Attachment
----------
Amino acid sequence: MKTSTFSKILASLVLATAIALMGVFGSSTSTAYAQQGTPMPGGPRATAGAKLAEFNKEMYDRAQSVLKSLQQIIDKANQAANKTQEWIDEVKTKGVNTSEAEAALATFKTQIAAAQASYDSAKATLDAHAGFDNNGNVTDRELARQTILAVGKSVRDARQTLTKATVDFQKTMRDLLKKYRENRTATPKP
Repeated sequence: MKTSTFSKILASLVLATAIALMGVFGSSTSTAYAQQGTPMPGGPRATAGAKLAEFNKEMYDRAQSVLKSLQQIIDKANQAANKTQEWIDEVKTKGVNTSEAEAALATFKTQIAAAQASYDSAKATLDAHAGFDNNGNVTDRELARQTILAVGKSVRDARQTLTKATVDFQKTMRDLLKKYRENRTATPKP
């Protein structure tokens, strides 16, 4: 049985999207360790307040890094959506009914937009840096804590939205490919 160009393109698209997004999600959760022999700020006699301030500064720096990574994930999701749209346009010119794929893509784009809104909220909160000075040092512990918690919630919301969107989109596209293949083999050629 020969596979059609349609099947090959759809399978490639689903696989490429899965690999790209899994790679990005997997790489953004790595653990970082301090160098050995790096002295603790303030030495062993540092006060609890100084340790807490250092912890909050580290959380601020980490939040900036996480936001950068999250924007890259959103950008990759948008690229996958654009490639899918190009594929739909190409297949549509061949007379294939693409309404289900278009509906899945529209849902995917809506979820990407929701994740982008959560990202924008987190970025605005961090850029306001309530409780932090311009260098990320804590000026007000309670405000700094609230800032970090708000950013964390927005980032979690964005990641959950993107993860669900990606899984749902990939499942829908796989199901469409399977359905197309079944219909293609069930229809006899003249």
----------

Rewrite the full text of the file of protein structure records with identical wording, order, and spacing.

Amino acid sequence: MKTSTFSKILASLVLATAIALMGVFGSSTSTAYAQQGTPMPGGPRATAGAKLAEFNKEMYDRAQSVLKSLQQIIDKANQAANKTQEWIDEVKTKGVNTSEAEAALATFKTQIAAAQASYDSAKATLDAHAGFDNNGNVTDRELARQTILAVGKSVRDARQTLTKATVDFQKTMRDLLKKYRENRTATPKP
Repeated sequence: MKTSTFSKILASLVLATAIALMGVFGSSTSTAYAQQGTPMPGGPRATAGAKLAEFNKEMYDRAQSVLKSLQQIIDKANQAANKTQEWIDEVKTKGVNTSEAEAALATFKTQIAAAQASYDSAKATLDAHAGFDNNGNVTDRELARQTILAVGKSVRDARQTLTKATVDFQKTMRDLLKKYRENRTATPKP
């Protein structure tokens, strides 16, 4: 049985999207360790307040890094959506009914937009840096804590939205490919 160009393109698209997004999600959760022999700020006699301030500064720096990574994930999701749209346009010119794929893509784009809104909220909160000075040092512990918690919630919301969107989109596209293949083999050629 020969596979059609349609099947090959759809399978490639689903696989490429899965690999790209899994790679990005997997790489953004790595653990970082301090160098050995790096002295603790303030030495062993540092006060609890100084340790807490250092912890909050580290959380601020980490939040900036996480936001950068999250924007890259959103950008990759948008690229996958654009490639899918190009594929739909190409297949549509061949007379294939693409309404289900278009509906899945529209849902995917809506979820990407929701994740982008959560990202924008987190970025605005961090850029306001309530409780932090311009260098990320804590000026007000309670405000700094609230800032970090708000950013964390927005980032979690964005990641959950993107993860669900990606899984749902990939499942829908796989199901469409399977359905197309079944219909293609069930229809006899003249």